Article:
IDEAS home Printed from
MyIDEAS: Log in (now much improved!) to save this article

U.S.-China Exchange Rate Negotiation: Stakeholders' Participation and Strategy Deployment

  • Cao Emily Yixuan

    (Duke University)

  • Cao Yong

    (University of Alaska Anchorage)

  • Prasad Rashmi

    (University of Alaska Anchorage)

  • Shen Zhengping

    (Xuzhou Normal University)

Registered author(s):

    Exchange rates influence a country's trading capability, foreign reserves and competitiveness. Recently, the exchange rate between the Chinese RMB and the U.S. dollar has been a contentious issue in both the United States and China. In this paper, we conduct a historical review of how the United States deployed negotiation strategies with China on the exchange rate issue and consider the degree to which it follows theoretical expectations. We then analyze the changing nature of the factors which shape exchange rate negotiations between the two nations in projecting alternative scenarios for the future of conflict resolution between the U.S. and China on this issue. We predict that the U.S. is likely to continue alternating between competition and collaboration, a negotiation cycle influenced by U.S. domestic politics, and China is less likely to continue with accommodation and compromise. The sequencing and timing of each nations negotiation strategy will lead to widely divergent consequences for the management of exchange rates and the world economy.

    If you experience problems downloading a file, check if you have the proper application to view it first. In case of further problems read the IDEAS help page. Note that these files are not on the IDEAS site. Please be patient as the files may be large.

    File URL:
    Download Restriction: For access to full text, subscription to the journal or payment for the individual article is required.

    As the access to this document is restricted, you may want to look for a different version under "Related research" (further below) or search for a different version of it.

    Article provided by De Gruyter in its journal Business and Politics.

    Volume (Year): 13 (2011)
    Issue (Month): 3 (October)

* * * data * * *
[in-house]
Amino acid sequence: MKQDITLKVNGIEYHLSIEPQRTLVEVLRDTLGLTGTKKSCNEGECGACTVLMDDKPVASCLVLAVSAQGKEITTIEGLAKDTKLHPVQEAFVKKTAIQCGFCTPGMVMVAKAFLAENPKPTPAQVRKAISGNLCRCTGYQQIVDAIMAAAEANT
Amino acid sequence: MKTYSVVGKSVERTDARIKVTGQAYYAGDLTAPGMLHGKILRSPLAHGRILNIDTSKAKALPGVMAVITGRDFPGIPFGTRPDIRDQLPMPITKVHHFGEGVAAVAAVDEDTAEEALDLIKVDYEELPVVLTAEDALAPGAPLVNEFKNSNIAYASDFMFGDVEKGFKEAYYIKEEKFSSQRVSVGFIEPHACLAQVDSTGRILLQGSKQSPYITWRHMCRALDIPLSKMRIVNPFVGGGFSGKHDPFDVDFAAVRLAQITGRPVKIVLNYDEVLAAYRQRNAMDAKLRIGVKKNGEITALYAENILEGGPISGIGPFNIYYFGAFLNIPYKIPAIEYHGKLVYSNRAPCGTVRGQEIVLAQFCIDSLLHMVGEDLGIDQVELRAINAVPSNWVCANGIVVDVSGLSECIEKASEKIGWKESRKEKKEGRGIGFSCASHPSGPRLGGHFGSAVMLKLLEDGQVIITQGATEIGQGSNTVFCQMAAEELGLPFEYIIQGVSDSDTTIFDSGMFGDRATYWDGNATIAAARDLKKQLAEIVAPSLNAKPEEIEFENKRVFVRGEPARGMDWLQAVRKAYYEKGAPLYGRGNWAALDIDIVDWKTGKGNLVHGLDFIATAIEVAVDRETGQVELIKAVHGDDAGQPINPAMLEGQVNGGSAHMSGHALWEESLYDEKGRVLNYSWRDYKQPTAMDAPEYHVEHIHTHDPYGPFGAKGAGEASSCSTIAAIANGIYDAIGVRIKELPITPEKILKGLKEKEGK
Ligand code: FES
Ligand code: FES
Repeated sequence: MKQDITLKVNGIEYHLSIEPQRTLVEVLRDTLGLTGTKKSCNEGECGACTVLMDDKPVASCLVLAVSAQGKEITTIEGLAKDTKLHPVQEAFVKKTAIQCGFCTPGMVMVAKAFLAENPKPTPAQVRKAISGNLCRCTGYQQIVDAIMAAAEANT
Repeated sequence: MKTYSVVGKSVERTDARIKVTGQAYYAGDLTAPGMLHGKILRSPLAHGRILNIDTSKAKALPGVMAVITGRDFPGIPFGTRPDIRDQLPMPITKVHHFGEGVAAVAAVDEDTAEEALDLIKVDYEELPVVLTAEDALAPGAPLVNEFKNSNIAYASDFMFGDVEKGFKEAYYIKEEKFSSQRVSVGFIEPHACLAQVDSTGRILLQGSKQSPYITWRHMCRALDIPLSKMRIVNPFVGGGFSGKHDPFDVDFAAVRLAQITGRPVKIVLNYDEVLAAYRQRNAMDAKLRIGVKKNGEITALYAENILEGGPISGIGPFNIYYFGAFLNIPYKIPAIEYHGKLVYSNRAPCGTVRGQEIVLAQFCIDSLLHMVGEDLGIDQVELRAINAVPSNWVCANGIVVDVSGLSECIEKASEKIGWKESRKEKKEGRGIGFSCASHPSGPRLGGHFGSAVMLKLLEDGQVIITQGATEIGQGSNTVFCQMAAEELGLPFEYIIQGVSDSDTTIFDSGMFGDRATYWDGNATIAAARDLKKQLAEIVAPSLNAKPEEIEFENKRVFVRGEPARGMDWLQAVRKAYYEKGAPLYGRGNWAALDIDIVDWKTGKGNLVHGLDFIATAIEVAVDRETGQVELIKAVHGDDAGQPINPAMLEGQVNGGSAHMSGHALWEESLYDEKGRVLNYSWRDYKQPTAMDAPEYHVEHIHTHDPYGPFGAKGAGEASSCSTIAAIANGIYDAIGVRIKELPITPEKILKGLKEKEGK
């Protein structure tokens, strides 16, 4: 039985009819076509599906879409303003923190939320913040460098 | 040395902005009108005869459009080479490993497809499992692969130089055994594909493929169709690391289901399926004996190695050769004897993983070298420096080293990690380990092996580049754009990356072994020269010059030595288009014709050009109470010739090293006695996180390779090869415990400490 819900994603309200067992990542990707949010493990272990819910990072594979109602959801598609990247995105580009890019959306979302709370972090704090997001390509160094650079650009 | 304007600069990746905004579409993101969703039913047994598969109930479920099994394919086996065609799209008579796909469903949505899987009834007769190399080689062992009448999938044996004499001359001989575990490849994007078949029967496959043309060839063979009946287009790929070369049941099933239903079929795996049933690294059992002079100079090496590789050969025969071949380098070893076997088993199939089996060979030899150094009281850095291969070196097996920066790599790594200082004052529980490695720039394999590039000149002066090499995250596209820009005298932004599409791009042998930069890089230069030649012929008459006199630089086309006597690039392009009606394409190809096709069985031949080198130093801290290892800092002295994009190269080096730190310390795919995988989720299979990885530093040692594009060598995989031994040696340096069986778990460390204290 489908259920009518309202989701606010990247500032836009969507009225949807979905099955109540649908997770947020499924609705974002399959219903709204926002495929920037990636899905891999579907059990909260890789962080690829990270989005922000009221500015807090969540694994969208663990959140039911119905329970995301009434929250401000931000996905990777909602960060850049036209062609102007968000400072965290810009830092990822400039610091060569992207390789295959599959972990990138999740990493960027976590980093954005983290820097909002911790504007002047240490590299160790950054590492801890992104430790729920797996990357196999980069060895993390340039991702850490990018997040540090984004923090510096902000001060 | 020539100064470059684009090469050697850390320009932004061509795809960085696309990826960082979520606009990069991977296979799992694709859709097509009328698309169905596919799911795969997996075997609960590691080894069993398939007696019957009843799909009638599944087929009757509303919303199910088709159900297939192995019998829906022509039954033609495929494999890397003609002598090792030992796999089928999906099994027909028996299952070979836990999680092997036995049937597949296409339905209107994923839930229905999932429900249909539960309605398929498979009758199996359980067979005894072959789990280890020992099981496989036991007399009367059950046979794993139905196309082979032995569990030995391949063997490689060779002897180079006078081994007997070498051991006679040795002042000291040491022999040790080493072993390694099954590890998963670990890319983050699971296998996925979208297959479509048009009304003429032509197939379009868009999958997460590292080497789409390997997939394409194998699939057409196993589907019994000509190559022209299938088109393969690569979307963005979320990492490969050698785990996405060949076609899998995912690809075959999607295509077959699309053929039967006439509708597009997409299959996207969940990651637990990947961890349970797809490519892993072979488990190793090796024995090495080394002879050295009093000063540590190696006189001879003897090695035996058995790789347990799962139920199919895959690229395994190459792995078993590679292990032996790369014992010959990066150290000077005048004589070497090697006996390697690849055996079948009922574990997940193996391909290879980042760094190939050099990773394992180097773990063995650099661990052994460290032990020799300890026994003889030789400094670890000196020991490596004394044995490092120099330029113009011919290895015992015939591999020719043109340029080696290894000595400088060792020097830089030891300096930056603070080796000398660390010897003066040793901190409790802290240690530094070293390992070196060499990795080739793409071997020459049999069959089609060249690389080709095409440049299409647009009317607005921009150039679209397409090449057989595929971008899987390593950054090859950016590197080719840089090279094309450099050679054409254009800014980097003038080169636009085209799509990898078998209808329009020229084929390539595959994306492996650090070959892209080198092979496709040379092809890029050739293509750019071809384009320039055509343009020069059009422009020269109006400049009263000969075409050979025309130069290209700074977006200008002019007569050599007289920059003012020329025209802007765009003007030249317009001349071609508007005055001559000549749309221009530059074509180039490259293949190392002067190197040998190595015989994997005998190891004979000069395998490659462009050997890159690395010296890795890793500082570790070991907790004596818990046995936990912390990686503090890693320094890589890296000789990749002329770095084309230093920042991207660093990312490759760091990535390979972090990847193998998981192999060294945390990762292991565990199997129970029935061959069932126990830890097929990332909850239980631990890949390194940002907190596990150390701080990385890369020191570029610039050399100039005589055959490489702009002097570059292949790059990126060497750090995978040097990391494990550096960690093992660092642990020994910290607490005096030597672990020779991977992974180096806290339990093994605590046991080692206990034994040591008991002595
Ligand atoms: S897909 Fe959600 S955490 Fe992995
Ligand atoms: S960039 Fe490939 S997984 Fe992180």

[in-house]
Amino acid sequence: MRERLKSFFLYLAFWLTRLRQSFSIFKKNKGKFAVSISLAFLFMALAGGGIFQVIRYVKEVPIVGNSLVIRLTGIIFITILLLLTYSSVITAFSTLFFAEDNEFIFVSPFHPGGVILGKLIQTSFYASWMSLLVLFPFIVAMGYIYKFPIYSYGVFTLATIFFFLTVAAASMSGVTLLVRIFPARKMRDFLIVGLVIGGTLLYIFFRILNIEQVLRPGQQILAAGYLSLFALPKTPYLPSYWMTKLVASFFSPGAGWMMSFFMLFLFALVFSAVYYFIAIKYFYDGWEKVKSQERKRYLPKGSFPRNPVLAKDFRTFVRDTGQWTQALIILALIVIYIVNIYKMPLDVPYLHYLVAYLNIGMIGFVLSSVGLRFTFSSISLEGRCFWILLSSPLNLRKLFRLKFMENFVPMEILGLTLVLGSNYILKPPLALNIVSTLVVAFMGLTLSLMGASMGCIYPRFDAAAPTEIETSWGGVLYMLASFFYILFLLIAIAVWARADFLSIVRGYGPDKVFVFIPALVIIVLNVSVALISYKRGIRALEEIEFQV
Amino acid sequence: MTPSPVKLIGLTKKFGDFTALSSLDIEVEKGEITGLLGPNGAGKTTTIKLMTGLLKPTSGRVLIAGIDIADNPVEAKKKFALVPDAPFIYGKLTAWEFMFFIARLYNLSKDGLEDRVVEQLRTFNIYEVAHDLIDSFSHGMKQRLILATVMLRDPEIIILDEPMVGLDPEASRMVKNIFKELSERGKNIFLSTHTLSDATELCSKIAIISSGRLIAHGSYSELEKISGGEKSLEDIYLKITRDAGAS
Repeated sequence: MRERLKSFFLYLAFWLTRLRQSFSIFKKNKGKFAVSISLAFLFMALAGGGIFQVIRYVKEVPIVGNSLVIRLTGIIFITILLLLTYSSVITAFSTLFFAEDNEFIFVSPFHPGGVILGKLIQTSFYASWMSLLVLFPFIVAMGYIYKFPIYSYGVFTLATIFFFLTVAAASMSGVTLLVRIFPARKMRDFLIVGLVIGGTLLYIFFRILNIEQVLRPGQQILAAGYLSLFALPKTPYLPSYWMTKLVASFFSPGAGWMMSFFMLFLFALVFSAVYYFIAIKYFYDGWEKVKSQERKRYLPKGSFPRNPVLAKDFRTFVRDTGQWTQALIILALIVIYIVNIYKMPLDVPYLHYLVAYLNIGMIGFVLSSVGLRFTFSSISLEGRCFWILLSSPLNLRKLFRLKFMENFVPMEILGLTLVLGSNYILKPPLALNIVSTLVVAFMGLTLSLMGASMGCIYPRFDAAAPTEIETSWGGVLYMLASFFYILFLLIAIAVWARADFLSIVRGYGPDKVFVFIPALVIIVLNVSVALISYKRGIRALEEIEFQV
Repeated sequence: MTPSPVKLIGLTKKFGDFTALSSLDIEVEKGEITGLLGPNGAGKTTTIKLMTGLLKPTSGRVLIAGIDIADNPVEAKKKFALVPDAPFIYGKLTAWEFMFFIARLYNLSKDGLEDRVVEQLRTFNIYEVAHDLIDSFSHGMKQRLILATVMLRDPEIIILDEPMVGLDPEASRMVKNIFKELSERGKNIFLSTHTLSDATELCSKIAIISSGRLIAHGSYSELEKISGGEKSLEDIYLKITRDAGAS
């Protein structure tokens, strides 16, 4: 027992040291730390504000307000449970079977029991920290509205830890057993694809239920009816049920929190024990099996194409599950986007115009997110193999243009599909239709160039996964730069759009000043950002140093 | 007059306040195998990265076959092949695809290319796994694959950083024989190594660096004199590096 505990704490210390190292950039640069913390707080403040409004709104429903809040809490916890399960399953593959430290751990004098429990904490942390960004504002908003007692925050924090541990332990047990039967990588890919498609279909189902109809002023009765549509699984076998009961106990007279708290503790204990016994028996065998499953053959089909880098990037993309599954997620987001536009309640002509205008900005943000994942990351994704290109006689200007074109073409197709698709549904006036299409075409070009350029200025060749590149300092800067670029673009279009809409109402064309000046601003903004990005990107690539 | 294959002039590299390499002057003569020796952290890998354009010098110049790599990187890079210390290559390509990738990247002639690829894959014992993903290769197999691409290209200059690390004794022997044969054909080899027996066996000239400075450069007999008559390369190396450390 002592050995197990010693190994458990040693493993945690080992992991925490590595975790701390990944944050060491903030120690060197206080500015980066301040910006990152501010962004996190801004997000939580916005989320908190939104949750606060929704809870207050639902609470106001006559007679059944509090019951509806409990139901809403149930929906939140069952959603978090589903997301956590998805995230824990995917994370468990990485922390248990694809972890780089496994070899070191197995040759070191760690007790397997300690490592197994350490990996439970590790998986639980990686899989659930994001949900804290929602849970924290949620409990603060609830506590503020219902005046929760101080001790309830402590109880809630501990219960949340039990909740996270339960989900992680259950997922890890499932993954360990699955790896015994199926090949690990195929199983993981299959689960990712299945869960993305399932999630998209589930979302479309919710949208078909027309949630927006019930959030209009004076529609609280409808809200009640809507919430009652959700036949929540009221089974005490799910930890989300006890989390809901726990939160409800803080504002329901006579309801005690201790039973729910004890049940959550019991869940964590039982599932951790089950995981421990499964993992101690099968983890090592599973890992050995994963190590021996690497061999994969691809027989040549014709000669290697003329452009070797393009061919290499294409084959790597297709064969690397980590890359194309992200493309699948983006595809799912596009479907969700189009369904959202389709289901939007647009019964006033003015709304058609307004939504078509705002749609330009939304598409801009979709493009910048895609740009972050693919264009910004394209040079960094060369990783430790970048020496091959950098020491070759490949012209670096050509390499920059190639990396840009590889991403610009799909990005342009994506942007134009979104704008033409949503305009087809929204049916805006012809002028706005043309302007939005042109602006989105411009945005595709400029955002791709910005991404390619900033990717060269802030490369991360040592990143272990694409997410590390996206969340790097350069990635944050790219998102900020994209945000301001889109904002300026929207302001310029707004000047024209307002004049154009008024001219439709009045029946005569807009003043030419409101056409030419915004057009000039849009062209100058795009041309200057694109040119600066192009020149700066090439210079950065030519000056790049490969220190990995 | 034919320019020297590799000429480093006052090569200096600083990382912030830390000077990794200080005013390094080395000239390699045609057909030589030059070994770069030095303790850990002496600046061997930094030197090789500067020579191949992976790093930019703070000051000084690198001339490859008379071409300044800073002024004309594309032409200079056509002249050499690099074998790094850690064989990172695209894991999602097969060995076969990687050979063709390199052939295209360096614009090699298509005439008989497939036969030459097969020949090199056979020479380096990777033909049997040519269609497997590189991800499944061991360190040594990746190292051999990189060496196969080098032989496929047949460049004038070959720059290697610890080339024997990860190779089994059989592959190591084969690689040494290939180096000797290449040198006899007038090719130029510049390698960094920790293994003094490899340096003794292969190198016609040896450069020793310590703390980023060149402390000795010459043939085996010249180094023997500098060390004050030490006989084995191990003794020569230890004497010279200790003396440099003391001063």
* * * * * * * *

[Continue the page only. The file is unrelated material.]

Pages: 1-25

    in new window

    Handle: RePEc:bpj:buspol:v:13:y:2011:i:3:n:6
    Contact details of provider: Web page:

    Order Information: Web:

    No references listed on IDEAS
    You can help add them by filling out this form.

    This item is not listed on Wikipedia, on a reading list or among the top items on IDEAS.

    When requesting a correction, please mention this item's handle: RePEc:bpj:buspol:v:13:y:2011:i:3:n:6. See general information about how to correct material in RePEc.

    For technical questions regarding this item, or to correct its authors, title, abstract, bibliographic or download information, contact: (Peter Golla)

    If you have authored this item and are not yet registered with RePEc, we encourage you to do it here. This allows to link your profile to this item. It also allows you to accept potential citations to this item that we are uncertain about.

    If references are entirely missing, you can add them using this form.

    If the full references list an item that is present in RePEc, but the system did not link to it, you can help with this form.

    If you know of missing items citing this one, you can help us creating those links by adding the relevant references in the same way as above, for each refering item. If you are a registered author of this item, you may also want to check the "citations" tab in your profile, as there may be some citations waiting for confirmation.

    Please note that corrections may take a couple of weeks to filter through the various RePEc services.

    This information is provided to you by IDEAS at the Research Division of the Federal Reserve Bank of St. Louis using RePEc data.